Front Yard Gardens: Aye or Nay?
Lawns and landscaping might be the most common uses of front yard space, but it is your yard, and there are plenty of other things you can do with it.
You’ve probably seen vegetable gardens cropping up in yards around your neighborhood. In suburbs and large cities, people from all walks of life are trying their hand at growing fresh fruits and vegetables at home.
What you may not know is that not everybody’s on board with urban gardening. Well, you’d know that if you were opposed to front-yard farming, but not if you were the sort who thought putting raised beds in your yard was a great idea.
Who Doesn’t Like Vegetable Gardens?
So what’s with all the controversy? Well, to some folks, front-yard gardens just don’t have a pleasing aesthetic. They like the look of a well-kept lawn, and prefer that any additional plants be decorative in nature – they want to see tulip beds, not pumpkin patches. Concerned homeowners may also consider front-yard gardens and compost piles as potential pest magnets.
Why Grow Your Own Food?
Proponents of front-yard gardening say it’s a more effective use of space, and it’s better for the environment than watering a lawn every day. They also enjoy the fact that it allows them to know exactly where their fruits and vegetables came from and how they were grown. And as an added bonus, gardening is a fun family activity that lets participants reconnect with nature and gain a new appreciation for their food.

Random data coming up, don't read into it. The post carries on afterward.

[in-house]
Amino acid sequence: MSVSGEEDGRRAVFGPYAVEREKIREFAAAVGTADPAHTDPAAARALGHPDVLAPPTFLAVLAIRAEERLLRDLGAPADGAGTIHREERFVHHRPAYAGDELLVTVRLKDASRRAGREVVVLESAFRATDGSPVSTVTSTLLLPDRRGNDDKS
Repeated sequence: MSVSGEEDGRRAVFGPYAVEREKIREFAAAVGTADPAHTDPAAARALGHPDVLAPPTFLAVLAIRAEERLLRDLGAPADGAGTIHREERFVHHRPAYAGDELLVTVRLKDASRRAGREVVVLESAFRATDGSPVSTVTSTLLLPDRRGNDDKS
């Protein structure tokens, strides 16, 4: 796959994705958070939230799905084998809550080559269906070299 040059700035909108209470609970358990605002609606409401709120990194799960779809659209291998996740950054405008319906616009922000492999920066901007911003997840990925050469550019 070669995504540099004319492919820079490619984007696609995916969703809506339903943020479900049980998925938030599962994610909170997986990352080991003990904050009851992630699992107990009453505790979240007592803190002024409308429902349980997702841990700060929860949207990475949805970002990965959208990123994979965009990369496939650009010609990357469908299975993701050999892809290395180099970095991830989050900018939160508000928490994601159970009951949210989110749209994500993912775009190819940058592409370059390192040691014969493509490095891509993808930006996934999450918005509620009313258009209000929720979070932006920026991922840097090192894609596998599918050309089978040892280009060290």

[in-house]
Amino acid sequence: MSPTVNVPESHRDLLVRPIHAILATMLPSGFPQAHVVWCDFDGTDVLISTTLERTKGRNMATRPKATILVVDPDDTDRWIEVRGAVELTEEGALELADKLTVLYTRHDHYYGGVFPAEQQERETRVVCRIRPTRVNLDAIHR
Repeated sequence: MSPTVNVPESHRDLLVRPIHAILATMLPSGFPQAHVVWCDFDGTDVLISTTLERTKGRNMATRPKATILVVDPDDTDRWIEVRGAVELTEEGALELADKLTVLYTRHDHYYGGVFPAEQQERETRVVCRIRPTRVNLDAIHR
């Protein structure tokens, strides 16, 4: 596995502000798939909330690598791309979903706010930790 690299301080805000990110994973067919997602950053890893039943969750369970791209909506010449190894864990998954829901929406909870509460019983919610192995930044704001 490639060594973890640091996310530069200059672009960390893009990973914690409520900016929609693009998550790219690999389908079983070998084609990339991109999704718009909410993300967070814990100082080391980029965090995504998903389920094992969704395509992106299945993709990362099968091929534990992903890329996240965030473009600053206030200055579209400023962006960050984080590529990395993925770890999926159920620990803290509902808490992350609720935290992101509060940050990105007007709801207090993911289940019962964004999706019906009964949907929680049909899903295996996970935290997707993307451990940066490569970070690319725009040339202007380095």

Tips for Front-Yard Gardening Without Hassle
If you want to get into front-yard gardening, here are a few tips to help you avoid courting controversy or invoking the ire of your local HOA.
First, make sure your front-yard garden is aesthetically pleasing. Gardening may not be the most glamorous activity, but with relatively minimal effort, you can create a garden space that artfully blends into the neighborhood and even increases your home’s curb appeal.
If you’re considering getting into front-yard farming in a major way, you might want to build a fence that will shield your garden from view. That way, what you do in your yard will be nobody’s business but yours.
One of the biggest benefits of front-yard gardening is that it typically doesn’t take as much water to maintain as a thick, lush lawn. However, if you treat your garden with a slew of chemicals, you might end up negating the initial environmental benefit and upsetting your fellow citizens. Whenever possible, grow your fruits and vegetables organically. You may also want to set up a rain collection system. Rainwater can easily be diverted from your gutters, and setting up a rain barrel is relatively simple.
Finally, make sure to keep your compost pile secure from rats and other vermin. If you’re going the DIY route, incorporate wire mesh into your design to keep pests from discovering your composting scraps. If you’d rather save yourself some time, simply purchase a compost barrel designed to keep would-be scavengers out.
Share the Wealth
If you happen to have extra fruits or veggies, be sure to share them with the neighbors. They’ll be much more likely to appreciate the merits of your garden when they’re allowed to share in its delicious bounty.
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